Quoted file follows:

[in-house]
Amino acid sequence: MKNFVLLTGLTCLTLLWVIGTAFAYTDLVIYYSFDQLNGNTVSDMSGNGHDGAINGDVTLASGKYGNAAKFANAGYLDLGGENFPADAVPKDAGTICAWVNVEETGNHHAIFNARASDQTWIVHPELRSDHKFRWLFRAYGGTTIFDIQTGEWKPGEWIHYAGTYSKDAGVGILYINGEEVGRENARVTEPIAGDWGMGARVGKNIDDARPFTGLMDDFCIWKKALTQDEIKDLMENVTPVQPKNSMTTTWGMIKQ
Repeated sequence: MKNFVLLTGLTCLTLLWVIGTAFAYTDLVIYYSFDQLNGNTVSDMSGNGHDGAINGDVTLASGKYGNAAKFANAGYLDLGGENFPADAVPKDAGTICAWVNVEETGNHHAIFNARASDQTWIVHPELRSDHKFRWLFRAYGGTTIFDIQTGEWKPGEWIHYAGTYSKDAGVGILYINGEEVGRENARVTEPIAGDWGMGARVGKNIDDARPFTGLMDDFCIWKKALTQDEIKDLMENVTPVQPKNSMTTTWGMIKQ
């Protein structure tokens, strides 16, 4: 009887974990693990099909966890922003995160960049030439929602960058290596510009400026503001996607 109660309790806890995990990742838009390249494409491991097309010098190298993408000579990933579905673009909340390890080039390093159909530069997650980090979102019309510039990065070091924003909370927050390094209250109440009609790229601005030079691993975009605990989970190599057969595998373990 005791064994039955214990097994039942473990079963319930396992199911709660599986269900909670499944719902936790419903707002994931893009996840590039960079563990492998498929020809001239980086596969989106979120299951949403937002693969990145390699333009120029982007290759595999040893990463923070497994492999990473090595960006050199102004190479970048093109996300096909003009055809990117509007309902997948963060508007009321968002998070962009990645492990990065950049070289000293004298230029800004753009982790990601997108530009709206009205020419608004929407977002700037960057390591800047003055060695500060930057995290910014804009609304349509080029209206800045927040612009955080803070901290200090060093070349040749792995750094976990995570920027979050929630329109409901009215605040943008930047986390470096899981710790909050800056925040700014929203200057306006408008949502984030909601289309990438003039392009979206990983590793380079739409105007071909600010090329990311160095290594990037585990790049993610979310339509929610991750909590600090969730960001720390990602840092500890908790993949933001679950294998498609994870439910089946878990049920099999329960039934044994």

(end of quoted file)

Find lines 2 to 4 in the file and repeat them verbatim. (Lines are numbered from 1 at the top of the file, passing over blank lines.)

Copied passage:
Amino acid sequence: MKNFVLLTGLTCLTLLWVIGTAFAYTDLVIYYSFDQLNGNTVSDMSGNGHDGAINGDVTLASGKYGNAAKFANAGYLDLGGENFPADAVPKDAGTICAWVNVEETGNHHAIFNARASDQTWIVHPELRSDHKFRWLFRAYGGTTIFDIQTGEWKPGEWIHYAGTYSKDAGVGILYINGEEVGRENARVTEPIAGDWGMGARVGKNIDDARPFTGLMDDFCIWKKALTQDEIKDLMENVTPVQPKNSMTTTWGMIKQ
Repeated sequence: MKNFVLLTGLTCLTLLWVIGTAFAYTDLVIYYSFDQLNGNTVSDMSGNGHDGAINGDVTLASGKYGNAAKFANAGYLDLGGENFPADAVPKDAGTICAWVNVEETGNHHAIFNARASDQTWIVHPELRSDHKFRWLFRAYGGTTIFDIQTGEWKPGEWIHYAGTYSKDAGVGILYINGEEVGRENARVTEPIAGDWGMGARVGKNIDDARPFTGLMDDFCIWKKALTQDEIKDLMENVTPVQPKNSMTTTWGMIKQ
């Protein structure tokens, strides 16, 4: 009887974990693990099909966890922003995160960049030439929602960058290596510009400026503001996607 109660309790806890995990990742838009390249494409491991097309010098190298993408000579990933579905673009909340390890080039390093159909530069997650980090979102019309510039990065070091924003909370927050390094209250109440009609790229601005030079691993975009605990989970190599057969595998373990 005791064994039955214990097994039942473990079963319930396992199911709660599986269900909670499944719902936790419903707002994931893009996840590039960079563990492998498929020809001239980086596969989106979120299951949403937002693969990145390699333009120029982007290759595999040893990463923070497994492999990473090595960006050199102004190479970048093109996300096909003009055809990117509007309902997948963060508007009321968002998070962009990645492990990065950049070289000293004298230029800004753009982790990601997108530009709206009205020419608004929407977002700037960057390591800047003055060695500060930057995290910014804009609304349509080029209206800045927040612009955080803070901290200090060093070349040749792995750094976990995570920027979050929630329109409901009215605040943008930047986390470096899981710790909050800056925040700014929203200057306006408008949502984030909601289309990438003039392009979206990983590793380079739409105007071909600010090329990311160095290594990037585990790049993610979310339509929610991750909590600090969730960001720390990602840092500890908790993949933001679950294998498609994870439910089946878990049920099999329960039934044994």